305 – Homework IV

This homework set is due Wednesday, March 21, at the beginning of lecture.

1. In lecture we have used a few times the group ({\mathbb Z}/n{\mathbb Z})^* where n>1. Prove that this is in fact a group. Since associativity of multiplication is automatic, and clearly 1\in({\mathbb Z}/n{\mathbb Z})^*, this requires two things: You must check that if a and b are relatively prime with n, then so is their product ab. Also, you need to check that if a is relatively prime with n, then there is a b, also relatively prime with n, such that ab\equiv 1\pmod n.

[Here is a suggestion on how to approach this last part: Recall that \gcd(\alpha,\beta) is a linear combination of \alpha and \beta, that is, there are integers x,y such that \alpha x +\beta y=\gcd(\alpha,\beta).]

2. Suppose (G,*) is a structure with the following properties: *:G\times G\to G; * is associative; there is an identity 1\in G such that x1=1x=x for any x\in G; and every element of G has a right inverse, that is, for any x\in G there is a y\in G such that xy=1. Is (G,*) a group? (If yes, provide a proof, if not, please exhibit a counterexample.)

3. For x,y in the open interval (0,1), define

\displaystyle x\odot y=\frac{xy}{1-x-y+2xy}.

Show that ((0,1),\odot) is an abelian group. What is the identity of this group? (This example comes from work of Marion Scheepers.)

4. Let q>3 be a prime number. Let \infty be a new element, not in {\mathbb Z}/q{\mathbb Z}. Define the set G(q) to consist of \infty and of those elements of {\mathbb Z}/q{\mathbb Z} whose square is not -3. For example,

G(7)=\{0,1,3,4,6,\infty\}.

Define an operation \star on G(q) by setting, for x,y\in G(q),

\displaystyle x\star y=\left\{\begin{array}{cl}x&\mbox{ if }y=\infty\\ y&\mbox{ if }x=\infty\\ \displaystyle \frac{xy-3}{x+y}&\mbox{ if }x\ne\infty\mbox{ and }y\ne \infty,\end{array}\right.

where the computation of the fraction takes place in {\mathbb Z}/q{\mathbb Z}, and it is understood to be \infty if the denominator but not the numerator vanishes.

Prove that (G(q),\star) is an abelian group. (Note that part of what you need to show is that x\star y is defined for all x,y\in G(q) and always results in an element of G(q).)

What is 4\star 1 in G(7)?

Show that for any prime q>3, 1\in G(q) and {\rm ord}_{G(q)}(1)=3, and conclude that 3\mid |G(q)|. Conclude that -3 is a square modulo q iff q\equiv 1\pmod 3. (This last equivalence is an easy example of a deep result, the law of quadratic reciprocity in number theory.)

(This example comes from work of Paul Pollack.)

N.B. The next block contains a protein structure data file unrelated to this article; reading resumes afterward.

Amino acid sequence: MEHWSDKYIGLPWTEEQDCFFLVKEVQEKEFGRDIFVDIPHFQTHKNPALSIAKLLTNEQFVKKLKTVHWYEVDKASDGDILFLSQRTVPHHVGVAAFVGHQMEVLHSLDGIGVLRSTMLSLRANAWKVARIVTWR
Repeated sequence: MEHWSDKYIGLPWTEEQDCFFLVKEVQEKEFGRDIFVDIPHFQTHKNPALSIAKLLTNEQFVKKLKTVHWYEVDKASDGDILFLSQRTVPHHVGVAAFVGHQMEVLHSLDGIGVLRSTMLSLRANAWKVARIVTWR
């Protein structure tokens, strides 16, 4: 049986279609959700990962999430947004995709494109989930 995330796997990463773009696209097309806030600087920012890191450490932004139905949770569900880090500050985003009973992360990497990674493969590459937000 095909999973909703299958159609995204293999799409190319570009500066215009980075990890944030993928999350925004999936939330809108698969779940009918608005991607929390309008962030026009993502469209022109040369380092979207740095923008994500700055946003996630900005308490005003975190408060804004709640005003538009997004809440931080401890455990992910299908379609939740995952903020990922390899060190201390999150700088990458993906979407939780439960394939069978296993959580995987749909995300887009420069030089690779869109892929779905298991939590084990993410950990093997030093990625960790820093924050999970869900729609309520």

5. [Edited as the original version was nonsense.]

Suppose that (D,*) is a group, and that the following conditions hold: There are two elements s,t\in D different from the identity and from each other, and such that s^2=t^2=1 and st has order 4. Suppose that any element of D is a “word” in the letters s,t, that is, for any g\in D there are x_1,\dots,x_n, with each x_i equal to s or t, and

g=x_1\dots x_n,

and suppose that any equality between two such words x_1\dots x_n=y_1\dots y_m is a consequence of the three rules above, s^2=t^2=(st)^4=1. [This is an example of a presentation, that we will discuss later.]

Show that D has size 8 and is isomorphic to the dihedral group D_8 of symmetries of the square. (Recall that this means that the multiplication tables of D and D_8 coincide once we suitably identify their elements.)

6. This problem is extra credit. Recall that the modular group {\mathcal M} consists of those functions f of the form

\displaystyle f(z)=\frac{az+b}{cz+d},

where ad-bc=1, a,b,c,d\in{\mathbb R}, and z\in{\mathbb C}\cup\{\infty\}. Here, if f(z) is a fraction where the denominator but not the numerator vanishes, we identify it with \infty, and we set f(\infty)=a/c if c\ne 0 and f(\infty)=\infty if c=0. The operation here is composition of functions.

Show that {\mathcal M} is indeed a group. Show that if f\in{\mathcal M}, and z is either \infty or a complex number whose imaginary part is non-negative, then the same holds for f(z). We denote by {\mathbb H} this “upper half plane”,

{\mathbb H}=\{z\in{\mathbb C}\mid \mbox{the imaginary part of }z\mbox{ is }\ge0\}\cup\{\infty\}.

Show that for any three distinct elements a,b,c of {\mathbb H} there is a unique f\in{\mathcal M} such that f(a)=0, f(b)=1, f(c)=\infty.

Show that if f\in{\mathcal M} and l is a circle, or a line (including the point at infinity), then f(l) is also a line or a circle.

These functions f are examples of Möbius transformations. This video may help visualize some of what they do.

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